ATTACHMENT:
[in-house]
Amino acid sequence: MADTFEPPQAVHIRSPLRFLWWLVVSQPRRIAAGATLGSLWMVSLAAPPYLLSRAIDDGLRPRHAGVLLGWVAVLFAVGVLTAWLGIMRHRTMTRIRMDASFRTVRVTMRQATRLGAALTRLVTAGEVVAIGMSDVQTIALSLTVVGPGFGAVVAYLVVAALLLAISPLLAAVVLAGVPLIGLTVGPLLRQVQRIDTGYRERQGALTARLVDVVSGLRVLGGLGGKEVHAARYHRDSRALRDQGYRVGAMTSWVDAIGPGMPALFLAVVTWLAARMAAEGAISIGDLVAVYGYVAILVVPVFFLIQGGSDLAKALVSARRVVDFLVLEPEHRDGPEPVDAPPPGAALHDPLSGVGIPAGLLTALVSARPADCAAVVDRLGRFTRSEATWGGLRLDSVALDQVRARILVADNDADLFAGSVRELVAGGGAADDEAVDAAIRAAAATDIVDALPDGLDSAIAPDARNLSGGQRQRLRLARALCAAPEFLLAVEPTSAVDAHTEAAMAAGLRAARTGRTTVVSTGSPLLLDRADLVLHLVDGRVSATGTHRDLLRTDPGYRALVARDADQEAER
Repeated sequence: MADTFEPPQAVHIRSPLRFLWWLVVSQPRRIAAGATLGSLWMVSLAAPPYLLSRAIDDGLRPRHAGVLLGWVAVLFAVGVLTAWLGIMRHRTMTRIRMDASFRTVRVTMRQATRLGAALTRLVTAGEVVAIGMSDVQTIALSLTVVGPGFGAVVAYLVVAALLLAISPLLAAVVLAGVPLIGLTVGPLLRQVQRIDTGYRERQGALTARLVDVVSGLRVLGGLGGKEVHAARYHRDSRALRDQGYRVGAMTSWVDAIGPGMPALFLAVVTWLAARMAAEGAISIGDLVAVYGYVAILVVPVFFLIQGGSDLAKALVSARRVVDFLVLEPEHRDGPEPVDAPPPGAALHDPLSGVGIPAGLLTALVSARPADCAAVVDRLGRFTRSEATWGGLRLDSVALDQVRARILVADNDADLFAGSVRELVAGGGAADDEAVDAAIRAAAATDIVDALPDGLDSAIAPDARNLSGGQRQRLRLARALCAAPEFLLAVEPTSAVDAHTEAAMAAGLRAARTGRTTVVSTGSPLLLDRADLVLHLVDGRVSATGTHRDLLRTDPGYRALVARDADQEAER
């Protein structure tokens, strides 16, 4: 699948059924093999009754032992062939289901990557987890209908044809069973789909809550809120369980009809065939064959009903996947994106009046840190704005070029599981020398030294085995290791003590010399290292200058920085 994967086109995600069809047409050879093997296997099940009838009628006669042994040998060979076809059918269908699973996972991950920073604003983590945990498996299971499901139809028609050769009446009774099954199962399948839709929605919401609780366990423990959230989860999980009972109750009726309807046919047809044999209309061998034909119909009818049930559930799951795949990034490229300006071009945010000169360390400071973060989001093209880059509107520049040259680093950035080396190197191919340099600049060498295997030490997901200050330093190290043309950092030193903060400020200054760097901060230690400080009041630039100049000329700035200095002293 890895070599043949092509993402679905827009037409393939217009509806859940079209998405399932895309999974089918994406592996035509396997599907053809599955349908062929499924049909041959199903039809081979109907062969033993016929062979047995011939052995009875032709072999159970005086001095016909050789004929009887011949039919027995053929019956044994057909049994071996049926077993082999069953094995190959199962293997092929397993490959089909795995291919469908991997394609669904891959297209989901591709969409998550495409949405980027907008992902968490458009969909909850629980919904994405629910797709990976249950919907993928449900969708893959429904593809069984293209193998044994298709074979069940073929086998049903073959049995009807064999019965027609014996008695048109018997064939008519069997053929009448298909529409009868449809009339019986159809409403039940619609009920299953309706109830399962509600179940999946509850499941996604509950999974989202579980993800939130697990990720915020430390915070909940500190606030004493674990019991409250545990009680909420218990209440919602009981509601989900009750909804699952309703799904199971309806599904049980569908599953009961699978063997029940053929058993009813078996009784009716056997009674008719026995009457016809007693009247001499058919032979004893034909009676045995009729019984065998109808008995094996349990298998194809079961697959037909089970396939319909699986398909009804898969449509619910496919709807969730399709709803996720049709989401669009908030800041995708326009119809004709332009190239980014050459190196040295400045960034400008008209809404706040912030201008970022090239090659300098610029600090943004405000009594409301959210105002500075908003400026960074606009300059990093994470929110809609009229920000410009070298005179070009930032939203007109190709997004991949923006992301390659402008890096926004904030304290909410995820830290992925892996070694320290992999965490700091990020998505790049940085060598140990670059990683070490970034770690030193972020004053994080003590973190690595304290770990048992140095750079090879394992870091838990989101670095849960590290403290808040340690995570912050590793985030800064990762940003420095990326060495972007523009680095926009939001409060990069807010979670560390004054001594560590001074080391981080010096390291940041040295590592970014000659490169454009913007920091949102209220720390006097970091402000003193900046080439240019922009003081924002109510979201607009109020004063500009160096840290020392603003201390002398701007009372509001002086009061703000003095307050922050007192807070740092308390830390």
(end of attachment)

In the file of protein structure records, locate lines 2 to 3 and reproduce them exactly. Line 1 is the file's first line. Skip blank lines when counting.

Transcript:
Amino acid sequence: MADTFEPPQAVHIRSPLRFLWWLVVSQPRRIAAGATLGSLWMVSLAAPPYLLSRAIDDGLRPRHAGVLLGWVAVLFAVGVLTAWLGIMRHRTMTRIRMDASFRTVRVTMRQATRLGAALTRLVTAGEVVAIGMSDVQTIALSLTVVGPGFGAVVAYLVVAALLLAISPLLAAVVLAGVPLIGLTVGPLLRQVQRIDTGYRERQGALTARLVDVVSGLRVLGGLGGKEVHAARYHRDSRALRDQGYRVGAMTSWVDAIGPGMPALFLAVVTWLAARMAAEGAISIGDLVAVYGYVAILVVPVFFLIQGGSDLAKALVSARRVVDFLVLEPEHRDGPEPVDAPPPGAALHDPLSGVGIPAGLLTALVSARPADCAAVVDRLGRFTRSEATWGGLRLDSVALDQVRARILVADNDADLFAGSVRELVAGGGAADDEAVDAAIRAAAATDIVDALPDGLDSAIAPDARNLSGGQRQRLRLARALCAAPEFLLAVEPTSAVDAHTEAAMAAGLRAARTGRTTVVSTGSPLLLDRADLVLHLVDGRVSATGTHRDLLRTDPGYRALVARDADQEAER
Repeated sequence: MADTFEPPQAVHIRSPLRFLWWLVVSQPRRIAAGATLGSLWMVSLAAPPYLLSRAIDDGLRPRHAGVLLGWVAVLFAVGVLTAWLGIMRHRTMTRIRMDASFRTVRVTMRQATRLGAALTRLVTAGEVVAIGMSDVQTIALSLTVVGPGFGAVVAYLVVAALLLAISPLLAAVVLAGVPLIGLTVGPLLRQVQRIDTGYRERQGALTARLVDVVSGLRVLGGLGGKEVHAARYHRDSRALRDQGYRVGAMTSWVDAIGPGMPALFLAVVTWLAARMAAEGAISIGDLVAVYGYVAILVVPVFFLIQGGSDLAKALVSARRVVDFLVLEPEHRDGPEPVDAPPPGAALHDPLSGVGIPAGLLTALVSARPADCAAVVDRLGRFTRSEATWGGLRLDSVALDQVRARILVADNDADLFAGSVRELVAGGGAADDEAVDAAIRAAAATDIVDALPDGLDSAIAPDARNLSGGQRQRLRLARALCAAPEFLLAVEPTSAVDAHTEAAMAAGLRAARTGRTTVVSTGSPLLLDRADLVLHLVDGRVSATGTHRDLLRTDPGYRALVARDADQEAER